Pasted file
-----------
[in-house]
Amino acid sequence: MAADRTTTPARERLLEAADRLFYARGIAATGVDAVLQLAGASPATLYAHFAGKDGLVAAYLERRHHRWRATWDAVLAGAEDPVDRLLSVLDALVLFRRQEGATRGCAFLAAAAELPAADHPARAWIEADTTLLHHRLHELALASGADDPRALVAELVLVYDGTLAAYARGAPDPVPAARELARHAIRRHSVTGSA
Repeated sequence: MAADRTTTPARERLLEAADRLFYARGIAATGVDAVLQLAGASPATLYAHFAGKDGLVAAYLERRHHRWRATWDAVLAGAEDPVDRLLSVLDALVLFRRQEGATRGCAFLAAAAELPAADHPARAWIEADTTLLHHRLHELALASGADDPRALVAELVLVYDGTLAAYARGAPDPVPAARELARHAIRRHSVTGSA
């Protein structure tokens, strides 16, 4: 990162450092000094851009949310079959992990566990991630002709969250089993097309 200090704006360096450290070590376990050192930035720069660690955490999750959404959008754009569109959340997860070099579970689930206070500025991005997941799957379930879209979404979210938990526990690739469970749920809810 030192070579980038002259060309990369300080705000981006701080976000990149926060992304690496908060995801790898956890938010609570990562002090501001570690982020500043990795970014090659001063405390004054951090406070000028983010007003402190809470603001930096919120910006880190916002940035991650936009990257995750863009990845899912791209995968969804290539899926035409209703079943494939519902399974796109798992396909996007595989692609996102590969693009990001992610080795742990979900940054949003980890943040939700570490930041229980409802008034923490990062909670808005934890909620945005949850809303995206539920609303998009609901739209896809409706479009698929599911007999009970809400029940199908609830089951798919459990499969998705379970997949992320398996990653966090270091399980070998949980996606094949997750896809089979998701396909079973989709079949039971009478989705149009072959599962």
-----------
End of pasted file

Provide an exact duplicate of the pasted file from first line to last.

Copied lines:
[in-house]
Amino acid sequence: MAADRTTTPARERLLEAADRLFYARGIAATGVDAVLQLAGASPATLYAHFAGKDGLVAAYLERRHHRWRATWDAVLAGAEDPVDRLLSVLDALVLFRRQEGATRGCAFLAAAAELPAADHPARAWIEADTTLLHHRLHELALASGADDPRALVAELVLVYDGTLAAYARGAPDPVPAARELARHAIRRHSVTGSA
Repeated sequence: MAADRTTTPARERLLEAADRLFYARGIAATGVDAVLQLAGASPATLYAHFAGKDGLVAAYLERRHHRWRATWDAVLAGAEDPVDRLLSVLDALVLFRRQEGATRGCAFLAAAAELPAADHPARAWIEADTTLLHHRLHELALASGADDPRALVAELVLVYDGTLAAYARGAPDPVPAARELARHAIRRHSVTGSA
């Protein structure tokens, strides 16, 4: 990162450092000094851009949310079959992990566990991630002709969250089993097309 200090704006360096450290070590376990050192930035720069660690955490999750959404959008754009569109959340997860070099579970689930206070500025991005997941799957379930879209979404979210938990526990690739469970749920809810 030192070579980038002259060309990369300080705000981006701080976000990149926060992304690496908060995801790898956890938010609570990562002090501001570690982020500043990795970014090659001063405390004054951090406070000028983010007003402190809470603001930096919120910006880190916002940035991650936009990257995750863009990845899912791209995968969804290539899926035409209703079943494939519902399974796109798992396909996007595989692609996102590969693009990001992610080795742990979900940054949003980890943040939700570490930041229980409802008034923490990062909670808005934890909620945005949850809303995206539920609303998009609901739209896809409706479009698929599911007999009970809400029940199908609830089951798919459990499969998705379970997949992320398996990653966090270091399980070998949980996606094949997750896809089979998701396909079973989709079949039971009478989705149009072959599962």